It’s been nearly 200 years since the first Euro-Americans began settling what would become McLean County. Those prairie pioneers of the 1820s, though, weren’t the first to raise corn around here.
Not by a long shot.
In fact, the county’s first known corn farmers date to circa AD 1200 — an astounding 600-plus years before the era of white settlement.
This story was uncovered — literally!— by archaeologists excavating the site of a Mississippian village north of present-day Heyworth. The site, known as Noble-Wieting, also includes the only known Native American mound in McLean County.
Archaeological work conducted in the 1970s at Noble-Wieting (named for two families who once owned the property) offers incontrovertible proof of farming in McLean County nearly 300 years before Columbus reached the New World. Archaeologists recovered a shell hoe and shell corn scrapers, for instance, and located several deep pits used for storing corn and other foodstuff. Also recovered and later analyzed were carbonized bits of 800-year-old corn, beans and squash.
Available evidence points to a Mississippian village of some 10 houses and 40 to 60 residents, with a duration of occupancy that lasted less than a century, perhaps between 60 to 90 years. The mound, eroded by plowing, rains and the depredations of 19th century “pot hunters” or looters, appears today as little more than a barely noticeable rise in the surrounding landscape.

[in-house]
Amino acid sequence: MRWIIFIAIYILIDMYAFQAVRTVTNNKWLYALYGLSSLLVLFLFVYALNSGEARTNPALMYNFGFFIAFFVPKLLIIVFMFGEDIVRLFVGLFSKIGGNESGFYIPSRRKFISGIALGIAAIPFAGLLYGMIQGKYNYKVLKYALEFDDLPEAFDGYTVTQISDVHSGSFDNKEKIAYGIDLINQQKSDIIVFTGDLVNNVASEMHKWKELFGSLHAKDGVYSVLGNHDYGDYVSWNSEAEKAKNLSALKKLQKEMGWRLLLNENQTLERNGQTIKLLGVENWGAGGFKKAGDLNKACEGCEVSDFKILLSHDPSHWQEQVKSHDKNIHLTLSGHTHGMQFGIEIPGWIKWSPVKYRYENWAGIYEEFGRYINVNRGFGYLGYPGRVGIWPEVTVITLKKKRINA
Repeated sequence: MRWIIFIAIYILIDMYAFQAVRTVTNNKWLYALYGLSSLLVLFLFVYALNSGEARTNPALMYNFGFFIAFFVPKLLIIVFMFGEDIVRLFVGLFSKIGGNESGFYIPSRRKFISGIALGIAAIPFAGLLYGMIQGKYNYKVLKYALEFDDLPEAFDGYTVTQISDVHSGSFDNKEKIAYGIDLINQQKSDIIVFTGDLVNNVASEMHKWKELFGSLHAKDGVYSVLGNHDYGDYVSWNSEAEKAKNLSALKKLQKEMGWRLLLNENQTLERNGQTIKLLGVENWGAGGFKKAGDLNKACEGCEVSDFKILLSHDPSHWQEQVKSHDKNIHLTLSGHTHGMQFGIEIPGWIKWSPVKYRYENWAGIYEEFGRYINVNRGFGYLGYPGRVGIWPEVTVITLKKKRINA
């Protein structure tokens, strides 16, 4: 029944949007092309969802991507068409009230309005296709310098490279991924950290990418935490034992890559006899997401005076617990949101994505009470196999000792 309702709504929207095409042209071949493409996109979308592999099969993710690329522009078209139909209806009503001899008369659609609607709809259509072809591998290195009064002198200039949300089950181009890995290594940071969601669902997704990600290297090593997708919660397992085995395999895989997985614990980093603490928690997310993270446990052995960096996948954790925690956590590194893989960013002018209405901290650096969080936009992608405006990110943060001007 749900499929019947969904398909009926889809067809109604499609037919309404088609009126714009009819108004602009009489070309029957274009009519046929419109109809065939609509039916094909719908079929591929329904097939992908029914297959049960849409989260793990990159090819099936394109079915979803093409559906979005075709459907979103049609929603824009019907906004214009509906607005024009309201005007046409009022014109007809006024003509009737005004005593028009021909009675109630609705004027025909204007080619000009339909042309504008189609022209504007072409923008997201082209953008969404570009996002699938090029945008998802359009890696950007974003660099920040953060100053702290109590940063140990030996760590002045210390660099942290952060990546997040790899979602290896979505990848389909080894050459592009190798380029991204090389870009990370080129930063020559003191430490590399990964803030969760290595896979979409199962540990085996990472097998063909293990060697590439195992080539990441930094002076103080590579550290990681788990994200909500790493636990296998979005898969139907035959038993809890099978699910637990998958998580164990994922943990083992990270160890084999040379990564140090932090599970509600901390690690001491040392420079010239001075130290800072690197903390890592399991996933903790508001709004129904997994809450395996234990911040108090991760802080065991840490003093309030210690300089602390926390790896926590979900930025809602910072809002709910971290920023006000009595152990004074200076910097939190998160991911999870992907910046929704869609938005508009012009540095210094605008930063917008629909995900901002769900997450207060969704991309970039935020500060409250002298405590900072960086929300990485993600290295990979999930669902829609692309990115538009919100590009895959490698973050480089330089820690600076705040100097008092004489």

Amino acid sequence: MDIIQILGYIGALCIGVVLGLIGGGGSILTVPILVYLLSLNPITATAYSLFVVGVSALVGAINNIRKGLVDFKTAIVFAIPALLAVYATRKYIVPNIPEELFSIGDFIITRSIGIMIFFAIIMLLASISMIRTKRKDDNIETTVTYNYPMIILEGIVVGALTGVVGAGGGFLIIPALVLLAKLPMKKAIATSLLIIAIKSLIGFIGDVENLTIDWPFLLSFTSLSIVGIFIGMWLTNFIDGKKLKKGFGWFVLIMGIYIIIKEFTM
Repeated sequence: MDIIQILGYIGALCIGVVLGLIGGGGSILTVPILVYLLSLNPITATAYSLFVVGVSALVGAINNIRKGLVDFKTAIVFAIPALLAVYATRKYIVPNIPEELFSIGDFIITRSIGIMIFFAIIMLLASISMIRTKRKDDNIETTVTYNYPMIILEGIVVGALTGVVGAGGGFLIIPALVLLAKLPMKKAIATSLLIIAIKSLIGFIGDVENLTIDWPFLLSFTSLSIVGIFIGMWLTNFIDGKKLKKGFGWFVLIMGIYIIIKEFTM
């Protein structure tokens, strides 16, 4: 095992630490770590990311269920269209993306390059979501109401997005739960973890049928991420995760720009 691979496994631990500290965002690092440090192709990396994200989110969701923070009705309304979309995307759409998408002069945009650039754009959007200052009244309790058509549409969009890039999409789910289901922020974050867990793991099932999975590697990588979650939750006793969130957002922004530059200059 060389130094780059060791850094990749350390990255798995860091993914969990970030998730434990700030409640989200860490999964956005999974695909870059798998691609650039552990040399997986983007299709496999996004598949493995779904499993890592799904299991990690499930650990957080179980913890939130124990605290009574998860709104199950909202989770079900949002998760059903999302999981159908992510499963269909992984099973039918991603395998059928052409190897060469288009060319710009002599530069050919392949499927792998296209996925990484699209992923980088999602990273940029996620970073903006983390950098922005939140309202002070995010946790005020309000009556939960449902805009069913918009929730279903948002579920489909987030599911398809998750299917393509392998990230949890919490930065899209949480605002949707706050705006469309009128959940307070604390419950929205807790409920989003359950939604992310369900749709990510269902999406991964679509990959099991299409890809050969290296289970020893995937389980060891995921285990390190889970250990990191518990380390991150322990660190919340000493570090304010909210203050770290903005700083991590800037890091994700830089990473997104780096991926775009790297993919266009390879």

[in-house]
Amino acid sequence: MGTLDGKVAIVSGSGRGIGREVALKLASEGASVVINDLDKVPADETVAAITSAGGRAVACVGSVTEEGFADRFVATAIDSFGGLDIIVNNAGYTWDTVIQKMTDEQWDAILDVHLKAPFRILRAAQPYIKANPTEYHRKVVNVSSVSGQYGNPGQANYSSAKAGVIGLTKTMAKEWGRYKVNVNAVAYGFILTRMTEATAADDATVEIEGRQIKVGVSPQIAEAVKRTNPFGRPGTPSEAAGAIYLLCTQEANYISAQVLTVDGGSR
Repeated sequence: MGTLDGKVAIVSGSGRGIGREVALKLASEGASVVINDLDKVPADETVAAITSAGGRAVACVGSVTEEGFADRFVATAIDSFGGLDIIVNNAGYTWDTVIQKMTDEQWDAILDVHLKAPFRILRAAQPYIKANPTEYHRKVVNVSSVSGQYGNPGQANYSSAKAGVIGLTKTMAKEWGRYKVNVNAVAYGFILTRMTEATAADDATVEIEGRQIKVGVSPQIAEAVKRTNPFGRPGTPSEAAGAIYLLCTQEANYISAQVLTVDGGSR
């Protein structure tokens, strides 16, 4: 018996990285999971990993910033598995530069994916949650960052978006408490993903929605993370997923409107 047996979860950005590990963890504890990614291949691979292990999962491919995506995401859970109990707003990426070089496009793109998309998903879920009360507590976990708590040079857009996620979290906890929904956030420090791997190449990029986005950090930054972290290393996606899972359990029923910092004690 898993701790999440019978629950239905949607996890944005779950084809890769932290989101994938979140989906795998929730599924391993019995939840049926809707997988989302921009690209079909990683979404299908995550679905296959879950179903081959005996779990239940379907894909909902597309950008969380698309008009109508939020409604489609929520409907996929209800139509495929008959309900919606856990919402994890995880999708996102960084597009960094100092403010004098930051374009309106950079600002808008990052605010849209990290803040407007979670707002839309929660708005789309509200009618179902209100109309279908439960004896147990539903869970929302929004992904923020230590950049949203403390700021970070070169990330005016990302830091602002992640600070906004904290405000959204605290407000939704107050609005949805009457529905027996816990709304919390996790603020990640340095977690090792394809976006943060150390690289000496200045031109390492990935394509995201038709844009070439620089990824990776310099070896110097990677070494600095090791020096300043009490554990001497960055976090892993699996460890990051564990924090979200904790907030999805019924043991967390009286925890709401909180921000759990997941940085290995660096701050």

The site is near Kickapoo Creek and several of its tributaries. The Bishop family began farming there in the early 1840s, and the pre-Columbian village and mound have remained under cultivation up to this day. From the 1880s to the late 1960s, the Noble family owned and farmed the property. A son-in-law, Wallace Wieting, purchased it in 1968.
The rather remote site is no longer in the Wieting family, though it’s still privately held and not open to the public.
The center of Mississippian culture was the great city of Cahokia, situated between present-day East St. Louis and Collinsville and across the Mississippi River from St. Louis. At its height the city’s population might have reached tens of thousands, as its trade links stretched to the Gulf Coast, Eastern Seaboard, Great Plains and Upper Midwest.
Today, 80 of the city’s original 120 mounds are protected and within Cahokia Mounds State Historic Site. Most impressive is Monk’s Mound, which is 100 feet tall and covers 14 acres, making it the largest man-made earthen structure north of the great Mesoamerican civilizations of Mexico.
The occupation of Noble-Wieting coincided with the decline in Cahokia’s influence and power. By AD 1300 the remaining residents had abandoned their once-great city; its collapse one of many Gordian Knot-like mysteries this pre-literate society left for archaeologists to untangle.
From available evidence, the Mississippians inhabiting the Noble-Wieting site had a wide-ranging diet. They hunted, getting most of their animal protein from elk and deer; farmed corn, beans and squash; fished in streams and rivers; and gathered fruits, nuts and wild plants within or along the edges of the area’s wooded groves.
One reason this Mississippian site is of interest to archaeologists is its location within the broad and fluid boundary between Middle and Upper Mississippian traditions. Evidence of this cultural intersection can be seen in the differences in pottery-making techniques and in the shape and design of bowls, jars and other items.